will sell for $2.50 with a special $1.50
student nrice aud $1 for children. Gen
eral information regarding the course
will be given by C. E. Knowland, sec
retary. After conferring with Mr. Ellison,
arrangements were made whereby only
a sacred program will be given Sun
day, July 16. It was on the nature
of the Sunday evening show there
was some difference of opinion be
tween the ministers. But with the as
surance of a sacred concert Sunday
night, no objections will be made, al
though it is possible that in future,
contracts with Ellison-White, the Sun
day night eutertaiuments will be elim
inated. The attractions include several uni
que features, such as the Kaffir Boy
Chorus in its first tour of the west
The big musical event will be Satur
day night July 13, when the New York
lyitv Marine band gives an afternoon
and evening concert.
Three Petitions Filed
for Proposed Laws
Three initiative petitions for laws
and amendments to be submitted to the
voters of the state in November were
received today by Secretary of State
E. J. Stack, of Portland, in behalf of
the Oregon State Federation of Labor
and the Central Labor Council of Port
land, sent in a petition purporting to
contain 24,653 names. This aaks the
submission of the People's Land and
Loan Law aineudment.
An act to prohibit compulsory vac
cination and medical treatment
is sought by Lora C. Little, of Port
land, who today filed a petition contain
ing 25,126 names.
Metolius made a bid 'for consideration
as the county scat of Jefferson county
in a petition containing 425 signatures
and submitted to the department of
state by M. A. Cunning, acting for the
Metolius Commercial club. This peti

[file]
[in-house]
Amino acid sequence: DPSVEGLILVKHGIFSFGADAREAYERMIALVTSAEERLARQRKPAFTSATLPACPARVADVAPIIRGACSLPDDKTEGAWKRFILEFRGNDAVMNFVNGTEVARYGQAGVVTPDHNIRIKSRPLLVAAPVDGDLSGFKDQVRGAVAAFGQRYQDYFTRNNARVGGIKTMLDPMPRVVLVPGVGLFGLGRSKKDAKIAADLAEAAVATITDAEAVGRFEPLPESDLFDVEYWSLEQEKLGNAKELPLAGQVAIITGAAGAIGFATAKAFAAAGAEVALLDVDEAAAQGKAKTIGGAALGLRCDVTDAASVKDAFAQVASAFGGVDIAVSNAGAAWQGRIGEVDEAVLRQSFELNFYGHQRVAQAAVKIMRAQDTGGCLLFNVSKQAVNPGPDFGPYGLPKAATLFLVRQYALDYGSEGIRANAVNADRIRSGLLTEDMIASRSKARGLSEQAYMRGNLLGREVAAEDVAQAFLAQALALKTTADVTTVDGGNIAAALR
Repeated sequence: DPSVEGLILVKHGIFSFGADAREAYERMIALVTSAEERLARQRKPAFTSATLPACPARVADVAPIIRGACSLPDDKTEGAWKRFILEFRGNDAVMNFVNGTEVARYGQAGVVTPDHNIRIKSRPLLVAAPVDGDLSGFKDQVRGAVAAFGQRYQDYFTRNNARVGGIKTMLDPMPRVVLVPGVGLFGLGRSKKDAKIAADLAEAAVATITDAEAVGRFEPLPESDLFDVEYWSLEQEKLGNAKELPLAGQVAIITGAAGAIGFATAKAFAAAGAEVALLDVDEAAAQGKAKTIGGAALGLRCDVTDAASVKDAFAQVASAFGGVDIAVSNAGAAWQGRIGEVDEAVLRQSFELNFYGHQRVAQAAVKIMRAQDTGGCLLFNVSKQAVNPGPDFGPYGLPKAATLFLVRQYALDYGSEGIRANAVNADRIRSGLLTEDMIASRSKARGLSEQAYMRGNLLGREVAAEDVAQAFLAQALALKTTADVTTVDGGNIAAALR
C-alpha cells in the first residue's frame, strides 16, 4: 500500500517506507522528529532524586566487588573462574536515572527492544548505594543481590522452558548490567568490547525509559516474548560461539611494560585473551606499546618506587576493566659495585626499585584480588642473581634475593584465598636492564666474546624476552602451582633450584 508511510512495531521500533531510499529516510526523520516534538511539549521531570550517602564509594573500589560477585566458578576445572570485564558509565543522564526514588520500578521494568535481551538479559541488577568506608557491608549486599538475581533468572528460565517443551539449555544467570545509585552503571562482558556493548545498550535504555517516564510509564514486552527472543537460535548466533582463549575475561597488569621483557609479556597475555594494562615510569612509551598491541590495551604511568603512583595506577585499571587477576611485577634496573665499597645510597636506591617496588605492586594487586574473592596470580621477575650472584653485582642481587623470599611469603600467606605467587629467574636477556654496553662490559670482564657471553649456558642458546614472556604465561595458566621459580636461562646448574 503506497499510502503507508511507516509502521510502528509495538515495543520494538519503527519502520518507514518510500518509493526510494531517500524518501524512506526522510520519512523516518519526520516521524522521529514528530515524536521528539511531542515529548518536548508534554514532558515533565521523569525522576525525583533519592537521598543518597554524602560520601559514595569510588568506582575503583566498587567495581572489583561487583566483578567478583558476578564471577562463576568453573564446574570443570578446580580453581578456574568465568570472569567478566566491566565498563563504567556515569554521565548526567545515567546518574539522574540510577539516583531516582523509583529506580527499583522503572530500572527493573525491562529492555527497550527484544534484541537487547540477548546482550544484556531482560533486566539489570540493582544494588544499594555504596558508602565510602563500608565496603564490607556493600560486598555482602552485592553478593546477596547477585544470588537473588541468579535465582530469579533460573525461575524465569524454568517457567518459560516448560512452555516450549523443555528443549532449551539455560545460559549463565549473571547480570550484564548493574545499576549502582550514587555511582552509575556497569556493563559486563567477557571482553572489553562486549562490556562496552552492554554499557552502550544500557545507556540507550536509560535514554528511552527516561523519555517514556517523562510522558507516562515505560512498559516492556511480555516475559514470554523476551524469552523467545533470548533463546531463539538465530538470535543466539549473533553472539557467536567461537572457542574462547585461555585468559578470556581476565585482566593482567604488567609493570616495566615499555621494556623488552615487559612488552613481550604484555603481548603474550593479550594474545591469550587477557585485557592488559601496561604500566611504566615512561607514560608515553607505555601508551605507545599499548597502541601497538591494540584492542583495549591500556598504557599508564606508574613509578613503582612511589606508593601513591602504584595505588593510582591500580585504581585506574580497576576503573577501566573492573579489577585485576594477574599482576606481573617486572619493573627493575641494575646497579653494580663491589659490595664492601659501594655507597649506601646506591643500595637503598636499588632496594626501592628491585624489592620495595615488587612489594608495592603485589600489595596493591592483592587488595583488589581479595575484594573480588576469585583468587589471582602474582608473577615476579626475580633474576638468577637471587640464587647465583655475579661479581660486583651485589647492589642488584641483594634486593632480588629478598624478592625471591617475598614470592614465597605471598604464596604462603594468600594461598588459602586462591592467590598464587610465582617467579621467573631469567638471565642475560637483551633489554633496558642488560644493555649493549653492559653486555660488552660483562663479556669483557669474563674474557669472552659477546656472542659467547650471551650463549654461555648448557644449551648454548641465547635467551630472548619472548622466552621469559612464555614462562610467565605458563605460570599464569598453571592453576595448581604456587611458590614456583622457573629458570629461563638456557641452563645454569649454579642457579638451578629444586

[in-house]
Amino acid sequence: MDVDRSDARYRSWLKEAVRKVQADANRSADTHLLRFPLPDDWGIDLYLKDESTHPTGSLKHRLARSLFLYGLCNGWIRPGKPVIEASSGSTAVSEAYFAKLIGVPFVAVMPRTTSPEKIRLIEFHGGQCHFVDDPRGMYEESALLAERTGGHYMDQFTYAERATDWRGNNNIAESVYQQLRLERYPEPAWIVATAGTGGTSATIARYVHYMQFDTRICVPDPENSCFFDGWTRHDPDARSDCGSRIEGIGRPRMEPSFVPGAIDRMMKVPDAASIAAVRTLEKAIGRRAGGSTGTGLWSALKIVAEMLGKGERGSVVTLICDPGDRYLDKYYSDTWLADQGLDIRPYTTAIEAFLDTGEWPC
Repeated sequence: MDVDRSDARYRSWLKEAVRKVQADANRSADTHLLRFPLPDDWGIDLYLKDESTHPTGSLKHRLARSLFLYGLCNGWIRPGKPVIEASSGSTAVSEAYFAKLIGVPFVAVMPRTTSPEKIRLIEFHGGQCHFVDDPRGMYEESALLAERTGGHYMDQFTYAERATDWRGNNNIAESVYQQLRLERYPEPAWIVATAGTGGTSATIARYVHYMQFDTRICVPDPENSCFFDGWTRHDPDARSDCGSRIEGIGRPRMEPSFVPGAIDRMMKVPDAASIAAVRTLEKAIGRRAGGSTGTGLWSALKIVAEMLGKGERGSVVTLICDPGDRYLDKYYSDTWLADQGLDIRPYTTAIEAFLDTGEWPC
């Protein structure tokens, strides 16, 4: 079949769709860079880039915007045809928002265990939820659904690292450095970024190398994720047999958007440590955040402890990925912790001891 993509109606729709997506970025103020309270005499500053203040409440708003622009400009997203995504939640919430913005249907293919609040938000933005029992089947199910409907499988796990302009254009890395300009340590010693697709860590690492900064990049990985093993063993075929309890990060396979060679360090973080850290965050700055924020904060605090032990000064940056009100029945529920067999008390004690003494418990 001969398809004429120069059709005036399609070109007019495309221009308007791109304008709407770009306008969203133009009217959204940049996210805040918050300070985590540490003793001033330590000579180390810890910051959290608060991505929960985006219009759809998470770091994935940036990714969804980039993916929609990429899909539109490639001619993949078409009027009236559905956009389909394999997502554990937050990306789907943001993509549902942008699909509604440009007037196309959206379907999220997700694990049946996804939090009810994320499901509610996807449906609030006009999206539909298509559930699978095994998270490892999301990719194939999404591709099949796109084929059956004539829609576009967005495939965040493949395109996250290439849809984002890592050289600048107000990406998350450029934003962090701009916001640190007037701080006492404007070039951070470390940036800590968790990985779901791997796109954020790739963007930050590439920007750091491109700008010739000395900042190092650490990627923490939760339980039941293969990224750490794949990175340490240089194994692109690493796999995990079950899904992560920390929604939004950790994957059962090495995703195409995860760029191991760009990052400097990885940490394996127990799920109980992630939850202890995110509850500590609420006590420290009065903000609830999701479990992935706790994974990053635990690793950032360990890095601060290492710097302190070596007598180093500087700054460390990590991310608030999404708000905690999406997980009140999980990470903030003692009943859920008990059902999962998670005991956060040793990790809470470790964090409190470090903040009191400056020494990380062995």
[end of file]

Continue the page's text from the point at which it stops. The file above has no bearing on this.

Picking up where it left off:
tion seeks a law with reference to Jef
ferson eounty only. Madras has already
entered the lists as a contender for the
honor of being the county scat. Tomor
row is the last day on which initiative
petitions may be filed, according to
Unparalleled Sale
Of Lingerie and Afternoon Dresses for Summer Wear
Dresses of Linen
Dresses of Organdie
Dresses of Batiste
Dresses of Voile
Every Price Reduced
In many cases less than Half . .
Gather to Discuss Fads
New York, July 5. The "big drive"
of the suffragists in the National Edu
cation association convention is under
way today, but the fight for "woman 's
rights" is overshadowed by protcs.s
against "woman's wrongs."
"Down witb displays of fine silken
hose, down with rice powder all over
the noise" this is the battle cry heard
in every nook of the McAlpin, Waldorf
Astoria and Astor, where the teachers
have gathered.
Two days in New York have thor
oughly disgusted the visiting school
teachers with the "much hose, few
clothes" styles of New York women,
and they feel that the gay little high
school girls of the United State must
be saved from these fashions. Suffrage
and modesty in dress will be urged up
on the convention.
Anna H. Shaw will speak tomorrow
night and will have some pertieut
things to say about feminine vogues.
Mrs. Cora G. Lewis, Kansas' most illus
trious women, is leading the fight for
modesty and suffrage.
Rural school teachers feel that city
school boys spend too much time in ath
letics and tea dansants. The back to the
soil movement is the only salvation of
the country, they cluim.
Hence the department of agriculture
education under the leadership of W. F.
Lutsk, of the University of Minnesota,
is urging a resolution to make, compul
sory agriculture for students in city
high schools.
Major General Leonard Wood wound